Adam reviews the newest film from director Craig Gillespie, I, Tonya, starring Margot Robbie, Sebastian Stan and Allison Janney. The film was one of the special screenings at the AFI Film Festival 2017.
The most shocking reveal to many who see Craig Gillespie’s brilliantly dark examination of infamy and judgment, I, Tonya, will be how much empathy the audience comes away with for Tonya Harding. The film’s refusal to be about figure skating and about the “incident” finds itself defiantly asking you to care for someone the media and public vilified. Anchored by a truly staggering performance by Margot Robbie, a pitch-perfect script and inspired direction, I, Tonya will surprise and delight those willing to take the ride.
Those expecting as many have described this “the Goodfellas of Figure Skating” should look elsewhere. Brilliant direction, editing and scripting are the only things the films share in common. Where Scorsese’s film is an insider look at low-level hoods, I, Tonya is about a woman’s struggle to define herself on her own terms in a profession that only wants perfection and clean lines. More stylistically in common with Warren Beatty’s Reds, using a pseudo-documentary framework to tell the rise and fall of one of sports most divisive figures.
The film quickly introduces Tonya’s mother LaVona (Allison Janney), a true stage mother who would frighten even the most steely-eyed of drill sergeants. LaVona bullies her daughter (played by Maizie Smith and McKenna Grace in the childhood sections) through the rank and file of figure skating to Olympic level competition. LaVona as played by Allison Janney is almost unrecognizable as the abusive matriarch. Janney strikes the perfect balance of menace and humor in the part that makes for a magnetic performance.
The film moves from Harding’s childhood to her teenage years and her push to make the Olympic team. The film never sugarcoats Harding’s struggles nor her treatment by those around her. Harding is besieged on all sides by doubt, abuse (both physical and emotional) and harsh criticism. In Margot Robbie’s hands, Harding is the actor’s first powerhouse performance. She’s unadorned, direct and pure in her portrayal of a historical figure. Robbie approaches the work not as a joke but as a person who at every turn has had life smack them in the face.
It’s Robbie’s unwavering approach to never make Harding a joke or a caricature that pushes this film into greatness. I, Tonya hinges entirely on the actress. Everything from the interview framing device, to the voiceover work to every actor’s performance. Her level of work here is on par with the great performances of the last ten years. This forces everyone into better quality work. To add that she does so with so much grace and ease only adds to the power and awe of the performance.
Actors like Sebastian Stan who have been good in other work, here as Jeff Gillooly, Harding’s abusive dim bulb husband is electric. Jeff is a disgusting pig of a human being. Stan is given the space to play that but also the tender moments. Robbie guides his performance with her unfettered moments of intimacy.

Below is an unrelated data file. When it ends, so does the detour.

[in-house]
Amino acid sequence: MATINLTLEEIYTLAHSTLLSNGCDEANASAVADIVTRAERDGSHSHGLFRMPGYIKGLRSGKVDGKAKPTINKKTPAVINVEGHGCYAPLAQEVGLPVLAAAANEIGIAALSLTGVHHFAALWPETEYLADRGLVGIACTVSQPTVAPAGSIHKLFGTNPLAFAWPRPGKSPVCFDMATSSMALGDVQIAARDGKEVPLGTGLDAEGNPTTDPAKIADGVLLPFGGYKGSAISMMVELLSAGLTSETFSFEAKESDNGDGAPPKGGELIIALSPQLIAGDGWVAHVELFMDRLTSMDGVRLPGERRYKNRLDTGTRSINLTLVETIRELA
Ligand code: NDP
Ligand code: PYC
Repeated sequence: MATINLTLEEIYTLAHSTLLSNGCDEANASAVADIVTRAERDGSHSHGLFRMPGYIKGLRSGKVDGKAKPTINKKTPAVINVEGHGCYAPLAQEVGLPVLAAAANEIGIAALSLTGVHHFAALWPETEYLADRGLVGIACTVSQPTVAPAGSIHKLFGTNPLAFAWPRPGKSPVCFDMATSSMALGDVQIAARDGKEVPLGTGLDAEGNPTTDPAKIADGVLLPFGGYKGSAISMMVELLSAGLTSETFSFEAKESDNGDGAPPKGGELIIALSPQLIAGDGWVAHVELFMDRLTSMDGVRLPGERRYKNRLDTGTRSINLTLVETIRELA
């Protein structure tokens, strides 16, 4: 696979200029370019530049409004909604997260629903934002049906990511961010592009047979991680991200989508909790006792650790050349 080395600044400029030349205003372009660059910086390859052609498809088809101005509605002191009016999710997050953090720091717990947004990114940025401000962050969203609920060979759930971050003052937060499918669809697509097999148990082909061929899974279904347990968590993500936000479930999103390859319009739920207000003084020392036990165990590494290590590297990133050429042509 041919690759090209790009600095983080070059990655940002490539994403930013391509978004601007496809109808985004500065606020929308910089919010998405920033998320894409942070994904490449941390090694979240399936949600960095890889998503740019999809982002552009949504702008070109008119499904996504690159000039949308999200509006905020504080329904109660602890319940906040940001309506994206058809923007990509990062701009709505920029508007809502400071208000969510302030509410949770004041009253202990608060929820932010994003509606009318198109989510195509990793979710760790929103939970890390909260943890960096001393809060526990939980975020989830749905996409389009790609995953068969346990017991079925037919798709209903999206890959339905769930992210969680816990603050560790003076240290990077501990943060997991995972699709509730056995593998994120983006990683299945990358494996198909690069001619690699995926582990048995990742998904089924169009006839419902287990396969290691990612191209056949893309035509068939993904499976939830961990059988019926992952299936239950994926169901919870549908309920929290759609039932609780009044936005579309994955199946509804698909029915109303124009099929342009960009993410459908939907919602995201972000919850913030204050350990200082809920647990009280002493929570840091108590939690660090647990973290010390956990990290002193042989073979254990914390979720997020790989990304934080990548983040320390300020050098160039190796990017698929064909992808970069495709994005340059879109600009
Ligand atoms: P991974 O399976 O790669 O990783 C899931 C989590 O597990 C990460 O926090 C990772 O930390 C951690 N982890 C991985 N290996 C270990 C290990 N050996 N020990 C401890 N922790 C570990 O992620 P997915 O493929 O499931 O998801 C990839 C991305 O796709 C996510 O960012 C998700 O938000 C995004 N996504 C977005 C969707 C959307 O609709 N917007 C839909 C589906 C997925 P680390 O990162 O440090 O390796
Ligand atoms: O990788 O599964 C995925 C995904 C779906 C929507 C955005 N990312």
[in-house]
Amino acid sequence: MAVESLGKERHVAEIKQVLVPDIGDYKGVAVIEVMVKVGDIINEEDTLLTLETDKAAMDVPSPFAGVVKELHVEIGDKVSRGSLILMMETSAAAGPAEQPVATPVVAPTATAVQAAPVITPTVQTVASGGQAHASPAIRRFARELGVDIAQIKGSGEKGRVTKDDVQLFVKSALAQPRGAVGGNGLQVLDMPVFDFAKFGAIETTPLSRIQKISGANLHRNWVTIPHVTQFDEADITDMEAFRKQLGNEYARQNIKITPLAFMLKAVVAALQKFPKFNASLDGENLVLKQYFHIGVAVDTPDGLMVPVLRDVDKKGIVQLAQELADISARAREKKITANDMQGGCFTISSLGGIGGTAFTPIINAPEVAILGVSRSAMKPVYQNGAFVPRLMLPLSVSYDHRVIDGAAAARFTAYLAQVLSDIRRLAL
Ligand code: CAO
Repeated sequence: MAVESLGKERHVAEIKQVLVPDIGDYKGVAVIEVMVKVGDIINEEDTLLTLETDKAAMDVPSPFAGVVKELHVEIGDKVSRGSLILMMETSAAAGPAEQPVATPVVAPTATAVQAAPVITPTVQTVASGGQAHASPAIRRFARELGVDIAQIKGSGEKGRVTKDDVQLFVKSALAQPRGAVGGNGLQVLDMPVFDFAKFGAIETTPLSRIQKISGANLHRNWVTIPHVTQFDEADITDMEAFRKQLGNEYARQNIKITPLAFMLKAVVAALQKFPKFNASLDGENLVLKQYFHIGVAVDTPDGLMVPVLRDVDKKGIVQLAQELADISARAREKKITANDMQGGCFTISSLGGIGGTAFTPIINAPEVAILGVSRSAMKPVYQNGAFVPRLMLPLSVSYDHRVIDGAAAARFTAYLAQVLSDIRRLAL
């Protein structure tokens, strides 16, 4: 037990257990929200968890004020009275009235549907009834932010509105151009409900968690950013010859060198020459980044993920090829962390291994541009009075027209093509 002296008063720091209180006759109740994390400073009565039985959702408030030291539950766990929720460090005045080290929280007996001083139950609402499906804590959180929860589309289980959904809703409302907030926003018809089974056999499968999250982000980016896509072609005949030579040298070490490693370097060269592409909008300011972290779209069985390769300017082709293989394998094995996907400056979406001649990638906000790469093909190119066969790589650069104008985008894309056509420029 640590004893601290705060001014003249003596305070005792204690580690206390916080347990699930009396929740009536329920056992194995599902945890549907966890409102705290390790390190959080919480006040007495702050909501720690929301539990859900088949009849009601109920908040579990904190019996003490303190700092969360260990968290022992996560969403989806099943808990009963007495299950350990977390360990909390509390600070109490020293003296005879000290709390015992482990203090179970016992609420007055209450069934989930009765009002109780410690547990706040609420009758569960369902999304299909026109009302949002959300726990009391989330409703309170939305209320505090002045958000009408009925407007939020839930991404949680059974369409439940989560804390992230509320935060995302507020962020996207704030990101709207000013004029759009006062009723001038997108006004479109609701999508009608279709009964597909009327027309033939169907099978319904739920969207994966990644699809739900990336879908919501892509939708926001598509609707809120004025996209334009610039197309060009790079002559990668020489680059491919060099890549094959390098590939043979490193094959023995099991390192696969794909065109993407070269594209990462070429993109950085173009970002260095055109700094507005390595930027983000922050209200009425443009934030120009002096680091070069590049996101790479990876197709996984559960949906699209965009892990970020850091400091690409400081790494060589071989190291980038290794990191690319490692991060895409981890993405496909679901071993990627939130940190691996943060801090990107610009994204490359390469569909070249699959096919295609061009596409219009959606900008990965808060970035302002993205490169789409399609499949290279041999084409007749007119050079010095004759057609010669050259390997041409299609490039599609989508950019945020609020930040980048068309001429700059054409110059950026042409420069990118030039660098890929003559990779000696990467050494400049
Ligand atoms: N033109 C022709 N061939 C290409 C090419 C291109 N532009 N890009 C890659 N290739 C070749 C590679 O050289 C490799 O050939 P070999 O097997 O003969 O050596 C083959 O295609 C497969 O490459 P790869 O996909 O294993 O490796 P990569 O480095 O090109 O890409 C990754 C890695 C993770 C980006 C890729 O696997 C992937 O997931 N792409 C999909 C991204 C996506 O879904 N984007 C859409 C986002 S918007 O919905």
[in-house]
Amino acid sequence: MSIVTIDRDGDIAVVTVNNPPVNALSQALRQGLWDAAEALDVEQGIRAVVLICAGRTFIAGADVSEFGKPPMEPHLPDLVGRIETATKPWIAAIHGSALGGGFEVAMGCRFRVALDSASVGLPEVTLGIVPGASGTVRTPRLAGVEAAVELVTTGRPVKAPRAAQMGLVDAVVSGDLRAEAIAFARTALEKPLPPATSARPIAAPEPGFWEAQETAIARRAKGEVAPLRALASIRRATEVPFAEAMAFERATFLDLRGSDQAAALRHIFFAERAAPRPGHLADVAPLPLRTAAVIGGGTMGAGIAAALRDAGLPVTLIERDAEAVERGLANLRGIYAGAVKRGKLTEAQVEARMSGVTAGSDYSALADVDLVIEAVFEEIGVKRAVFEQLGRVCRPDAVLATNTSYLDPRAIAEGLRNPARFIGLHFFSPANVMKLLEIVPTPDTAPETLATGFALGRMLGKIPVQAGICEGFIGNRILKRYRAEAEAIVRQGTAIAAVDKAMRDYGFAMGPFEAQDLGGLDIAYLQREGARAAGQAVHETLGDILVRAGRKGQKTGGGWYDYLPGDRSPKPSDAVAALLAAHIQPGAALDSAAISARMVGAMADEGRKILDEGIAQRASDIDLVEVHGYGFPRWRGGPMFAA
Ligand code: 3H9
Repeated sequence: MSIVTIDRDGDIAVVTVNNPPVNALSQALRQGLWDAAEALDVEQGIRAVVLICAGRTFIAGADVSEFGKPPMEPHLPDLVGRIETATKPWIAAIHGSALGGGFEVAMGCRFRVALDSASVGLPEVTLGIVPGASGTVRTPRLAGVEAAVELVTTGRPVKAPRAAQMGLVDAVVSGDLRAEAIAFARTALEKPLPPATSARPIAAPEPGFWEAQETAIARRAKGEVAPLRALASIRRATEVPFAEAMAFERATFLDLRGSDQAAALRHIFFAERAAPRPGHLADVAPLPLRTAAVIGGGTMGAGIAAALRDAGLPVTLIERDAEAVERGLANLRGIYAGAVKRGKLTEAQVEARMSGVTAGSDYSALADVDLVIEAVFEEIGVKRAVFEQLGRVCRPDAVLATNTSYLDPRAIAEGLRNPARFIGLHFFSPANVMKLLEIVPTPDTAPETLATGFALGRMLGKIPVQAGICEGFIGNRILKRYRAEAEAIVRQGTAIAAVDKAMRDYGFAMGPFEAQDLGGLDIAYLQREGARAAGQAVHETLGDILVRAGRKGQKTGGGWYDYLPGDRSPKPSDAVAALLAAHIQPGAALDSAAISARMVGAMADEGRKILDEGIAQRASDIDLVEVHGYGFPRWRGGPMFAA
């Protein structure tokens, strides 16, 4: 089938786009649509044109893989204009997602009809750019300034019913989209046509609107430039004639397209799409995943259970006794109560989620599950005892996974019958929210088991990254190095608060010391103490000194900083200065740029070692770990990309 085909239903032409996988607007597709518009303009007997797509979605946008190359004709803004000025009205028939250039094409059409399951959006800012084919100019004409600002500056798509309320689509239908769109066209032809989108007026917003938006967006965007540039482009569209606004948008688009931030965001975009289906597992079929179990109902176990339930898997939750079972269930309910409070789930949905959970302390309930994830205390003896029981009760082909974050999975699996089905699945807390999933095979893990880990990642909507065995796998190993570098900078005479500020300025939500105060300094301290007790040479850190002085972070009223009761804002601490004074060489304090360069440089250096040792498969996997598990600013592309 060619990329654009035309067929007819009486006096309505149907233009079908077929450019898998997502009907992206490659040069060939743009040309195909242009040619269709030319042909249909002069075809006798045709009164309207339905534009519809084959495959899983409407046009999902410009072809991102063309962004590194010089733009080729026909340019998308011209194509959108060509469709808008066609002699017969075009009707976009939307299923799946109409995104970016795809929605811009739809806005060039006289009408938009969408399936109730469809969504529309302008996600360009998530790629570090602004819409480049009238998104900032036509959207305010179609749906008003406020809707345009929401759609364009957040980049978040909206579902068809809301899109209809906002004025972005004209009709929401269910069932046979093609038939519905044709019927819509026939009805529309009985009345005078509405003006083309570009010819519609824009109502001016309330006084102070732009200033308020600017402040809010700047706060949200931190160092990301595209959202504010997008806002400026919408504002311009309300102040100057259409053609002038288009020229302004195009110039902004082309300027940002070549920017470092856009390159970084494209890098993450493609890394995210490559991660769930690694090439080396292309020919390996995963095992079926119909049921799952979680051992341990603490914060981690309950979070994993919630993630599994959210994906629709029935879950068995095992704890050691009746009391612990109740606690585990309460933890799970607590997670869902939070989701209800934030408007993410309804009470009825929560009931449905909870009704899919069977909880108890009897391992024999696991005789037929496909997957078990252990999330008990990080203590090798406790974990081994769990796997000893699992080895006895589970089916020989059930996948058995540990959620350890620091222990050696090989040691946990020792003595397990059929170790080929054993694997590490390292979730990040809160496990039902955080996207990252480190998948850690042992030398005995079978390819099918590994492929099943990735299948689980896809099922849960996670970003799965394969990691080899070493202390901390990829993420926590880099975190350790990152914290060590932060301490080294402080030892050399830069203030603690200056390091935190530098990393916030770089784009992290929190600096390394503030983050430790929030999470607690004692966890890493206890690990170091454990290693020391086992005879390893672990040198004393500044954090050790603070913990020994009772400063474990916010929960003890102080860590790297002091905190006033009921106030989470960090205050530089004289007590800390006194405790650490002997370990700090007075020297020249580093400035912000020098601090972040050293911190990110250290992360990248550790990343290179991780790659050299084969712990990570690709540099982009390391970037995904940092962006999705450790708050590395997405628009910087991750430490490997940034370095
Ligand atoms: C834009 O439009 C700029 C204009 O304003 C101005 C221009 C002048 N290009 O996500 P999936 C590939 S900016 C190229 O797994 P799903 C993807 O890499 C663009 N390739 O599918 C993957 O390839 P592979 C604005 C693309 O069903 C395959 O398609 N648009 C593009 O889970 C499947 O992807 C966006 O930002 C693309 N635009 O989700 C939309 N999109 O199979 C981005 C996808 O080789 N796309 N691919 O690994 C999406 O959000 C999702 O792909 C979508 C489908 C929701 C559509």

Someone like Allison Janney finds in Robbie, an actor that measures up and excels beyond her own talents. Their moments together are electrifying and should be a university course in great acting. The spine of the film is their complex relationship as mother and daughter. The intimate moments between them feel embarrassingly honest. Janney is allowed to go to the darkest of places, but showing a deeper level. The bruises are transparent in a way that Janney could not have shown without a willing and powerful partner in Robbie. Like the Joni Mitchell album Blue, there is a stripped away honesty that Janney brings that knocks you out especially in the final moments between LaVona and Tonya.
I, Tonya is ultimately a classic star vehicle in every sense of the label. The entire film resides on the shoulders of Margot Robbie. The actress does far more than succeed in creating an indelible performance. This is a roar that echoes through cinema. This is Margot Robbie announcing herself, not as a star (which she already is) but a performer on the same level as the best working actors in cinema. Names like Huppert, Day-Lewis, Blanchett and DiCaprio come to mind after you see this performance. And like those actors, Robbie is sculpting her own persona. The work here is singularly her and her alone.
Harding is a figure we have never seen before on screen brought to life with such vivid empathy and understanding. In Robbie’s hands she never asks you for sympathy. The actor and film dare you to understand the anger, the rage and the frustration that is Tonya Harding. It is an unapologetically-daring performance from an actor that could have gone with easier roles. Robbie proves with this film that she is neither wanting of, nor going to participate in, a normal career trajectory. I, Tonya stands electrifying cinema and the announcement, if anyone was in doubt, that Margot Robbie has arrived as an heavyweight actor.